Pedro Infante: Icon of Mexican Cinema

Cineteca Nacional

Cineteca Nacional remembers the actor and singer, on his 100th birthday.

A star is born
José Pedro Infante Cruz was born on November 18th, 1917, in Mazatlán, Sinaloa. His parents Delfino Infante García, a musician, and María del Refugio Cruz Aranda, a seamstress, always supported his interest in music, learning as a child to play instruments such as the guitar and violin, as well as being fond of carpentry.

At 16 years old, his love for music led him to create a small band called La Rabia (The Rage), which was very famous all around Sinaloa and played at the most popular parties.

His wife, María Luisa León, convinced him to move to Mexico City and become a singer. It was at XEB radio station in 1938 where he began to get big opportunities for his career.

The star that shines the most
Pedro Infante's filmography includes more than 60 films, and throughout the duration of his music career he recorded about 310 songs. His first steps in cinema were with the filmmaker José Benavides, in the short film "El Organillero" ("The Organ Player", 1939) and in an adventure film set in 19th century Mexico, "La Feria de las Flores" ("The Flower Fair", 1942) in which he played one of the friends of the protagonist, Antonio Badú.

Pedro Infante and film director Ismael Rodríguez worked together for the first time in 1944. That was the beginning of a collaboration that lasted 15 films, which gave Mexican cinema some of its essential classics.

Ismael Rodríguez molded his characters on Infante's personality. As the musician Juventino Rosas in Sobre Las Olas (Over The Waves, 1950), the character's depiction was far from the historical truth but much closer to the actor's personality.

His versatility made him: the noble carpenter Pepe el Toro; the passionate ranchero Luis Antonio; the indigenous Tizo; the cynical vagabond Pedro Chávez, turned by destiny into a traffic agent; and more.

In the film A.T.M. (Ismael Rodríguez, 1951), Pedro Infante performed his own stunts on board of a powerful Harley Davidson motorcycle, refusing to use stunt actors for the dangerous scenes.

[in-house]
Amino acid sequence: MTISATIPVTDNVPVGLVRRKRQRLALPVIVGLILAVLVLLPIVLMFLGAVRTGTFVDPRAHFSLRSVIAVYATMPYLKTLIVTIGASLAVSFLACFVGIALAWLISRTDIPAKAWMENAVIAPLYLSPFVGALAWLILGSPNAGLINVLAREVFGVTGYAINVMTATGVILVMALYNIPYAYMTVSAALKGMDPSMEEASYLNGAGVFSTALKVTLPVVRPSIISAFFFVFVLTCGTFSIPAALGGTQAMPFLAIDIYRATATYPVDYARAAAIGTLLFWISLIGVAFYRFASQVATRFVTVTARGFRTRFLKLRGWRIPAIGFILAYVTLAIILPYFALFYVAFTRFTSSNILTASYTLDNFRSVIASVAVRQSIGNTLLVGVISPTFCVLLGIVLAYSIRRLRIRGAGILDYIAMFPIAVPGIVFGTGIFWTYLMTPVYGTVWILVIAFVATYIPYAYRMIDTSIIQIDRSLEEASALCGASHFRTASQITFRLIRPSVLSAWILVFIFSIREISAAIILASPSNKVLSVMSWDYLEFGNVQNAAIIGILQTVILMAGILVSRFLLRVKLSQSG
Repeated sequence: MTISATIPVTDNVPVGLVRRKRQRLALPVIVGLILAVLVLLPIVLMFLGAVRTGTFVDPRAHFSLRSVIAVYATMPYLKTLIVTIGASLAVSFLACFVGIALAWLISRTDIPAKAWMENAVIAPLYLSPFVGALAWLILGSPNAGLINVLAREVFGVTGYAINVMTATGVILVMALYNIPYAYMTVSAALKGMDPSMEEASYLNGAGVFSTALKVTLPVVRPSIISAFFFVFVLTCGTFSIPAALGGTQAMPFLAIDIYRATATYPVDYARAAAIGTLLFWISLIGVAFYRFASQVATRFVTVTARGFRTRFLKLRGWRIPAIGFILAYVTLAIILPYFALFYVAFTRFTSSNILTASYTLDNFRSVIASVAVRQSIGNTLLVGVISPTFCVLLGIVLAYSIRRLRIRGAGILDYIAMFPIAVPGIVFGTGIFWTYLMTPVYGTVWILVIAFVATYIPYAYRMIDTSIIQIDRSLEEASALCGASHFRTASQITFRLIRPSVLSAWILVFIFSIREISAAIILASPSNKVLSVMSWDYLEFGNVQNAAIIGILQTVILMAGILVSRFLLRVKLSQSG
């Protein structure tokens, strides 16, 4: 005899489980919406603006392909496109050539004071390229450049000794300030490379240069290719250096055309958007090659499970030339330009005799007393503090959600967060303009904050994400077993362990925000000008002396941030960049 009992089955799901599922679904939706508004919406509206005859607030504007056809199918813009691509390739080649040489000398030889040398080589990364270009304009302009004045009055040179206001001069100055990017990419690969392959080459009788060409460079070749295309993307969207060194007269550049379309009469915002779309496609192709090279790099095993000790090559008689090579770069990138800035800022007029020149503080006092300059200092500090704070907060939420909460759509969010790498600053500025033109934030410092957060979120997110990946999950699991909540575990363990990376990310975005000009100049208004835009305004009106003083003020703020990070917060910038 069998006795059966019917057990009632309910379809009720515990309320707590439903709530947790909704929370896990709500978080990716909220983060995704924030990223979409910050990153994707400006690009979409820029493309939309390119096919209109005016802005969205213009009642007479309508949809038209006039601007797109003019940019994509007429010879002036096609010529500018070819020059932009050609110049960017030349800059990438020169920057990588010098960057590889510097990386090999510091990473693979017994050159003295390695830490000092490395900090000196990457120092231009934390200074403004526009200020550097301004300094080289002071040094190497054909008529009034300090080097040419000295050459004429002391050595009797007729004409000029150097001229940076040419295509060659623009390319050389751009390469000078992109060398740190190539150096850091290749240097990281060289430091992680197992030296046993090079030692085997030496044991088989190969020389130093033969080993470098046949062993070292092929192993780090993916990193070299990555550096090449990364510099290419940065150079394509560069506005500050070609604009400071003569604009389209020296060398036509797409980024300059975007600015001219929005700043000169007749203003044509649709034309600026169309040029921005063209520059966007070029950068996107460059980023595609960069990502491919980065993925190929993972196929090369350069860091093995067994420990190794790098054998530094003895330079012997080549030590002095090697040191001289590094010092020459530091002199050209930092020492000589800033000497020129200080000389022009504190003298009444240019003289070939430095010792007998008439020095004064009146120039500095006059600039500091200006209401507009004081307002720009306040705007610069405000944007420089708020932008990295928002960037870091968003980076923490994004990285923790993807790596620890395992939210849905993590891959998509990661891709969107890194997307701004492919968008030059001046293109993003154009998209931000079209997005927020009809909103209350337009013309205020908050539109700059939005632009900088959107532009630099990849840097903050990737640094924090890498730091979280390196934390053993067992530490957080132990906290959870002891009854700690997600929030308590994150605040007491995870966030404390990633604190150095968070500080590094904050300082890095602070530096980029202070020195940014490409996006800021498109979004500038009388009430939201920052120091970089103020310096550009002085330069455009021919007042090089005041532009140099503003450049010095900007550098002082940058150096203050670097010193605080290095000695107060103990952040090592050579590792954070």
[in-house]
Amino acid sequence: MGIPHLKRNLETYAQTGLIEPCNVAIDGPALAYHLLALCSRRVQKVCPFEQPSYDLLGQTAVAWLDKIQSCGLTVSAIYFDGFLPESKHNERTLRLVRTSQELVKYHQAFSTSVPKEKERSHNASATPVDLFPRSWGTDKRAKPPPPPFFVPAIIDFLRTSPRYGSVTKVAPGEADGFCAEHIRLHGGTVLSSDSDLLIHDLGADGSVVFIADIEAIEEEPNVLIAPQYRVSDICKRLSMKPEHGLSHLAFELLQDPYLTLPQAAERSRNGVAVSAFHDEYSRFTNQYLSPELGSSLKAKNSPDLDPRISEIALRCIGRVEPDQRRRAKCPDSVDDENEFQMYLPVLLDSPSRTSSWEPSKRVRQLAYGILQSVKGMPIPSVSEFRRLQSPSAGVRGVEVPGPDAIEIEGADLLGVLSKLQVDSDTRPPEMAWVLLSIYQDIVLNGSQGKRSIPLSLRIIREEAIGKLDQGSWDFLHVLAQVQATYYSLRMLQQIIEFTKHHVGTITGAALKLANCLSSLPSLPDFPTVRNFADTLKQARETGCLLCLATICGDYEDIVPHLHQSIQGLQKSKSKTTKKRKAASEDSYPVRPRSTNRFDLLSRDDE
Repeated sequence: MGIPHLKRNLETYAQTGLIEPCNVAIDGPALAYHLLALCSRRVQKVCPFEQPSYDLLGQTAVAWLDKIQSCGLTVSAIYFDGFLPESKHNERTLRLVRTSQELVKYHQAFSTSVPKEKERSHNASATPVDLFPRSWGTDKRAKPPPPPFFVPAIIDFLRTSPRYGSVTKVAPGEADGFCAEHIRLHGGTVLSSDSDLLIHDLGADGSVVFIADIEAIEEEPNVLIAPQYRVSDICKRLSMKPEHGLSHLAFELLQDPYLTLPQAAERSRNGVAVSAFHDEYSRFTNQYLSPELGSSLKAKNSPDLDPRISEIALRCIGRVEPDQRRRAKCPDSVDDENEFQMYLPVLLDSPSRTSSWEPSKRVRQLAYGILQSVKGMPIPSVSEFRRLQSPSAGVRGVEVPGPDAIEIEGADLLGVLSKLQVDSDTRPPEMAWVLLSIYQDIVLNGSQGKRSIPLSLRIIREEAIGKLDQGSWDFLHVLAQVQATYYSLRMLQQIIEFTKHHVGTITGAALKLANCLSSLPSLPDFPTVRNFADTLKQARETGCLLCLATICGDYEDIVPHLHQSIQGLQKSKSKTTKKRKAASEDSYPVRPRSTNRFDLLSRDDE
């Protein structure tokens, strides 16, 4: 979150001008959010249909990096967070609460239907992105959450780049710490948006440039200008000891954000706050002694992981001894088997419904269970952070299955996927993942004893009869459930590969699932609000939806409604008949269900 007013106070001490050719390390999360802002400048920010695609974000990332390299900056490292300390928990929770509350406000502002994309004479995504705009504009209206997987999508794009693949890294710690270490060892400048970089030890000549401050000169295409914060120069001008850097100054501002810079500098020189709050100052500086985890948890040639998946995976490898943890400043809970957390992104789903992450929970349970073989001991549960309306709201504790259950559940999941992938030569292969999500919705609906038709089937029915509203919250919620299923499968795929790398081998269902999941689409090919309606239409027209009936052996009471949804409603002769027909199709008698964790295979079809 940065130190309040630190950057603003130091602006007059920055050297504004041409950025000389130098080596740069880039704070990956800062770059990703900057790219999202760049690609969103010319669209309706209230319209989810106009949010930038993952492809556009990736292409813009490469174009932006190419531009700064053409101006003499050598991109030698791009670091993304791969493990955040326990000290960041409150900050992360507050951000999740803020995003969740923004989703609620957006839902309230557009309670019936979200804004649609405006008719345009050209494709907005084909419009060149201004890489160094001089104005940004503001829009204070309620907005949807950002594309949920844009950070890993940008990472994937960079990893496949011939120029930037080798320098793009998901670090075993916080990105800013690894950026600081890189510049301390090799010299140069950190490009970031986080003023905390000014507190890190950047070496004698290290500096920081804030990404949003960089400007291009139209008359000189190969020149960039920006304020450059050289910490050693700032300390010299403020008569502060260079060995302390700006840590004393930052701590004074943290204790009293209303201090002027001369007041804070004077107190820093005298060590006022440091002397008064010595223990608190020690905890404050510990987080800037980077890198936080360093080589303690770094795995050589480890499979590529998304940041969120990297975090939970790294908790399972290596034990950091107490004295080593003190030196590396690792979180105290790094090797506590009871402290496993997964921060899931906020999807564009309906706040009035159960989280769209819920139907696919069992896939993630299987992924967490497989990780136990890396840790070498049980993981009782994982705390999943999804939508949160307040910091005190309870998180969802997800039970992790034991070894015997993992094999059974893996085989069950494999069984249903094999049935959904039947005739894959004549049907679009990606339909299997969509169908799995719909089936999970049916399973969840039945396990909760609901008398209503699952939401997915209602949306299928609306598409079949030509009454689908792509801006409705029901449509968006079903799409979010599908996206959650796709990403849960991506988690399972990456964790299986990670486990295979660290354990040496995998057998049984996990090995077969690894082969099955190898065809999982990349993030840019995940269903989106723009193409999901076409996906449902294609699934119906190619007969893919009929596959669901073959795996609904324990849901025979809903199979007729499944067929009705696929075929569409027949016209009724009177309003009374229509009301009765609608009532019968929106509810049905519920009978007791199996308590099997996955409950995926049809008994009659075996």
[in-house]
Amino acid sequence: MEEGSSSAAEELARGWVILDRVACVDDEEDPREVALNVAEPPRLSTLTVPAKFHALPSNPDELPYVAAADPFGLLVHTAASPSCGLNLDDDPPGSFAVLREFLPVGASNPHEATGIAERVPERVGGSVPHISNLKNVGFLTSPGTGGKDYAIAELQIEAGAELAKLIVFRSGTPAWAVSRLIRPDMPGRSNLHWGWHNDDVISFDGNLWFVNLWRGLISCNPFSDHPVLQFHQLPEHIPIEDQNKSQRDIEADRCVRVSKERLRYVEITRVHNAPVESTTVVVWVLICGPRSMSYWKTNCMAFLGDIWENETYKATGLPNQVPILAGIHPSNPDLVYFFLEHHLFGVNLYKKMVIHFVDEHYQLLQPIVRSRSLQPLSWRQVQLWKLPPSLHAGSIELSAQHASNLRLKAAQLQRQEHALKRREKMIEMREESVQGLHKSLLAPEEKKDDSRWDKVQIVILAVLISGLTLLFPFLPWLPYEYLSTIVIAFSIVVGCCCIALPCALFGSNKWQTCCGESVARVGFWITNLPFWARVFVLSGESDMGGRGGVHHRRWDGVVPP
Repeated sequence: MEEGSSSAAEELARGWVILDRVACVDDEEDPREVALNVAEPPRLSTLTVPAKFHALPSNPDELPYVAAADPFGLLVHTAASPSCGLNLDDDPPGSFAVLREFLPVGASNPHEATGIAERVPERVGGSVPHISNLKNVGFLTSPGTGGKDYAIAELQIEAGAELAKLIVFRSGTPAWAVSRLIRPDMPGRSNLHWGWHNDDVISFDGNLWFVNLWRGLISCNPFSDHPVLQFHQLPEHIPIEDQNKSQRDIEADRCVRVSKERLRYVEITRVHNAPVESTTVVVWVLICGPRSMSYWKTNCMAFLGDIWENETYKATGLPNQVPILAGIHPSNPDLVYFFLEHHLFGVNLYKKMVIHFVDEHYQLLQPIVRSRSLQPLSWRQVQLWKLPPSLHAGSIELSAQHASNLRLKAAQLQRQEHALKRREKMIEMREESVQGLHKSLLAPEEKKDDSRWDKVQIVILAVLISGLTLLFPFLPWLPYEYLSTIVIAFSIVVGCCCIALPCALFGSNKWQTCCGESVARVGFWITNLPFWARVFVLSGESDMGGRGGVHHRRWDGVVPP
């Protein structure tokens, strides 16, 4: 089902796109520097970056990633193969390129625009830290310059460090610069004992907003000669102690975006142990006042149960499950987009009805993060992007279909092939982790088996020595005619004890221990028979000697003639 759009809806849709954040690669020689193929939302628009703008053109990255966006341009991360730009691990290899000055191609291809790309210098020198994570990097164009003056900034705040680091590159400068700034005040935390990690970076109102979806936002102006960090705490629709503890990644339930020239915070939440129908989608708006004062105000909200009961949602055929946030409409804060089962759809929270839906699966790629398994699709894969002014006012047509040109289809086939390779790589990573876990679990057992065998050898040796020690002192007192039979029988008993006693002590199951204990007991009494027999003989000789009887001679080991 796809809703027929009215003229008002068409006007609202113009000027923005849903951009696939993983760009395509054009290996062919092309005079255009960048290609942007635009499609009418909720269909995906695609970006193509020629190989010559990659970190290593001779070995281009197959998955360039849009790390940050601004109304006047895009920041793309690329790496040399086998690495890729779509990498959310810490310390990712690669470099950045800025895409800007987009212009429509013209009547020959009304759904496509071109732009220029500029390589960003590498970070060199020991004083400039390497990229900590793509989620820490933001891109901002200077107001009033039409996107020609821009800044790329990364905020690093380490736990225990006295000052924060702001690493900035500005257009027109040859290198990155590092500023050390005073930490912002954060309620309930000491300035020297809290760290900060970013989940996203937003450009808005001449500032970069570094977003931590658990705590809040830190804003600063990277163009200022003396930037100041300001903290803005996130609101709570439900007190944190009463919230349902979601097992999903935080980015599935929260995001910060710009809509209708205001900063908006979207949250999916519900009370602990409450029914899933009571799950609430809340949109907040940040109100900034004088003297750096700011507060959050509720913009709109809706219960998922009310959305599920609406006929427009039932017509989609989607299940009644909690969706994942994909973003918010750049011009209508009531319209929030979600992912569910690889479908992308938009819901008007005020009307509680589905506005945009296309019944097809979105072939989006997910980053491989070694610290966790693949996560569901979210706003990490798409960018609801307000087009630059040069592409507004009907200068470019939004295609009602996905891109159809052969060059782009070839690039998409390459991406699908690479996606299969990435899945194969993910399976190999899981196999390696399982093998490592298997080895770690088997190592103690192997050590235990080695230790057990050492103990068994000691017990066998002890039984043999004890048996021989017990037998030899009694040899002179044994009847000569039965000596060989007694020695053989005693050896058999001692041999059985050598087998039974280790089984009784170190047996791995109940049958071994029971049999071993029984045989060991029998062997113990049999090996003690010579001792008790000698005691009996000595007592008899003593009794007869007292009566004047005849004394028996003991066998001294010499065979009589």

With A.T.M., Pedro Infante highlighted the important work of traffic agents in Mexico City. In return, the Transit Motorcyclist Squadron appointed him honorary commander.

Tizoc (Ismael Rodríguez, 1957) imposed on Infante a double challenge: to hide his merry personality in order to achieve the dignity of the indigenous character he played, and share the screen with the diva María Félix.

Rogelio A. González was another important director in Infante's career. From the tragical to the comical, he directed Pedro in classics such as Escuela de Vagabundos (School of Vagabonds, 1954) and El Inocente (The Innocent, 1955), with Silvia Pinal.

Pedro Infante received two Ariel awards as an actor for La Vida No Vale Nada (Life is Worthless) in 1956 and Tizoc in 1958 - the same film for which he was awarded a Silver Bear as best actor in Berlín, posthumously.

His last film was the comedy Escuela de Rateros (School of Thieves, 1956), directed by Rogelio A. González and filmed in color. In 1994, Infante was awarded with his own star in the Hollywood Walk of Fame.

Among the unfinished projects he left was La Tijera de Oro (The Golden Scissors), a comedy about a hairdresser, as well as an ambitious film in which he was due to play the characters Jesus Christ and Juárez, among others.

The star fades away
Pedro Infante died in a plane crash in Mérida, Yucatán, on April 15, 1957. This shocked the entire country and turned him into a myth of Mexican cinema.

The crowds filled the streets to bid farewell to the big screen idol, who with his voice, his presence and his figure marked an era in Mexican cinema and popular culture.

Admirers of all ages came to say goodbye to the actor and singer. They followed the convoy throughout the streets of Mexico City, until it reached the Panteón Jardín, where he remains today.

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